Game Footage Credits: Plush Time Wins | World of Longplays | arronmunroe | TheSkuxxedOne

Shot by Alex Campbell

“Escape the Premises” Kevin MacLeod (incompetech.com)
Licensed under Creative Commons: By Attribution 3.0
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Game Theme Hum-Down #3

This is probably our last time trying this game. We did way better our past two attempts!


We thought we were better at this game. It’s where you hum the tune to a Nintendo or 3rd-party game and try to get your buddy to guess the game. Well, we didn’t do so hot this time around but it might be even more entertaining to our viewers this way!

Shot by Alex Campbell

“Escape the Premises” Kevin MacLeod (incompetech.com)
Licensed under Creative Commons: By Attribution 3.0
http://creativecommons.org/licenses/by/3.0/

October’s Nintendo Experience

Welcome back to the Nintendo Experience! I’m once again expanding the list of necessary games for every Nintendo fan. We’ve since added Photo Dojo to the list as the essential DSi game, and we’re moving on.

For the past few weeks I’ve really been enjoying the indie title Axiom Verge, and while it won’t be making its appearance on the Nintendo Experience, it is a great game. While trudging through the depths of cyberspace… or the subconscious… or another dimension… whatever that setting is, it got me thinking of the game that inspired it.

Super Metroid for the SNES is a Nintendo classic through and through. Originally marketed as Nintendo’s biggest game yet (see our Watching Old Nintendo Commercials episode), it sure does show. The game’s environments and inhabitants are varied and give an awesome sense of exploration and conquest as you traverse the world of Zebes. from your initial encounter with Ridley to the final showdown with Mother Brain, it is an unforgettable thrill-ride.

One of the clear inspirations that Axiom Verge took from Super Metroid is its use of traversal items. Though the two games’ items differ in specific application, they both serve the purpose of making you feel like you have the freedom to go anywhere and everywhere. You may start out feeling like you don’t have much in the way of mobility, but soon enough you’re getting from point A to point B using methods of which you’d never dreamed. The sense of control you have over your character and freedom to explore the environment is truly a great feeling.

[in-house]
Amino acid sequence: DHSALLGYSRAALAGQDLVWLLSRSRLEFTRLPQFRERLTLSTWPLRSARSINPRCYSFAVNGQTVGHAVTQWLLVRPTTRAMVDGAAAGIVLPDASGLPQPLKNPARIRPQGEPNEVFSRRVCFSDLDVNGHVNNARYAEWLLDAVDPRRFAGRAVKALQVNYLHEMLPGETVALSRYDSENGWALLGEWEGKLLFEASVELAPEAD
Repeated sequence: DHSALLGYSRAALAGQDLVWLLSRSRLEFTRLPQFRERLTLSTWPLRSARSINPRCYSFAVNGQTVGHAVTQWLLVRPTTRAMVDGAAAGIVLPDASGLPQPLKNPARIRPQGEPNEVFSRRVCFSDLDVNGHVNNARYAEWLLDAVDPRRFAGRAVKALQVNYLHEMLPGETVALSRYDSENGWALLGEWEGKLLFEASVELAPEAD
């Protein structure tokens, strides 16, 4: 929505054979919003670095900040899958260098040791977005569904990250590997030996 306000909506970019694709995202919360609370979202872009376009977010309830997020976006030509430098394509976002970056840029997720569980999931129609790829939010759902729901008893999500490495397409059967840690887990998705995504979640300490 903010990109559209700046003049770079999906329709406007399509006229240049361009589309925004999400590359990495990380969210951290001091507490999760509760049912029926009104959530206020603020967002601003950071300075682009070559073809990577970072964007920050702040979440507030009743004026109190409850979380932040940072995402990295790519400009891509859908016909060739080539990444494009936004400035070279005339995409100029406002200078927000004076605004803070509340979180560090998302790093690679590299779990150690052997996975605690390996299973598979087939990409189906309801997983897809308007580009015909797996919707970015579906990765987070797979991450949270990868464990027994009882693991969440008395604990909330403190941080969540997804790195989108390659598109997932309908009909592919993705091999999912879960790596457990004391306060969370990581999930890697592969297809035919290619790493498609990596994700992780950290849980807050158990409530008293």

It was also nice to recently revisit Donkey Kong Jungle Beat in a recent episode (man, I’m killing it with these shameless self-promotions!). There is something to be said about the Donkey Konga Bongos. While Donkey Konga and its sequel were alright for rhythm games, Nintendo didn’t leave the peripheral to be used for one game only. They decided to do what no one else had thought of: use a rhythm game controller for another kind of game. That’s genius! Have you seen “Guitar Hero Platformer” or “DDR Fighter”? No! Of course, you haven’t because Nintendo has harvested all of the geniuses in the world to come up with those ideas for them.

As far as how the game actually plays, it’s pretty good (nothing ultra groundbreaking besides the control method). But it’s the fact that one day, someone sat down and said “let’s use a set of drums to control a character,” then made it work that lands it a “must play” sticker for me.

Well, that’s it for the Nintendo Experience for now. It feels good to finally see the shelf start to fill out.

nintendo-experience

Beat it Blind: Donkey Kong Jungle Beat

PUNCHPUNCHPUNCHPUNCHpunchpunchpnchpnchpnchpchpchpchpch!


What’s harder than playing a Donkey Kong game with a bongo controller? Probably nothing… No, wait – doing it while blindfolded!

Shot by Alex Campbell

“Escape the Premises” Kevin MacLeod (incompetech.com)
Licensed under Creative Commons: By Attribution 3.0
http://creativecommons.org/licenses/by/3.0/

Coolest Arcade Experience

Simeon needs to bring Scott with him on his crazy arcade adventures, so he doesn’t feel so left out!

Simeon recently experienced the coolest arcade ever, and got to conquer some screens of Donkey Kong, Pac-Man, and more. The legacy of arcades lives on in every gamer, so we take some time to enjoy arcade culture!

Shot by Alex Campbell

“Reformat” Kevin MacLeod (incompetech.com)
Licensed under Creative Commons: By Attribution 3.0